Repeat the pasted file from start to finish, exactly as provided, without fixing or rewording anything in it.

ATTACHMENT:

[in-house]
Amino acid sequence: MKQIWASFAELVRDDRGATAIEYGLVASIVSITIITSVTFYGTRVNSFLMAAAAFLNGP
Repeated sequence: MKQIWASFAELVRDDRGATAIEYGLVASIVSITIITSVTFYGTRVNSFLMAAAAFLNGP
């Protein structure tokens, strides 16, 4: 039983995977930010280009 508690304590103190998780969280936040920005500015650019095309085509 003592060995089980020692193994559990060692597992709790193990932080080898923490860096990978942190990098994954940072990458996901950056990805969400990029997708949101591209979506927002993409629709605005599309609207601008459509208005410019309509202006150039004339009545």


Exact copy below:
[in-house]
Amino acid sequence: MKQIWASFAELVRDDRGATAIEYGLVASIVSITIITSVTFYGTRVNSFLMAAAAFLNGP
Repeated sequence: MKQIWASFAELVRDDRGATAIEYGLVASIVSITIITSVTFYGTRVNSFLMAAAAFLNGP
């Protein structure tokens, strides 16, 4: 039983995977930010280009 508690304590103190998780969280936040920005500015650019095309085509 003592060995089980020692193994559990060692597992709790193990932080080898923490860096990978942190990098994954940072990458996901950056990805969400990029997708949101591209979506927002993409629709605005599309609207601008459509208005410019309509202006150039004339009545």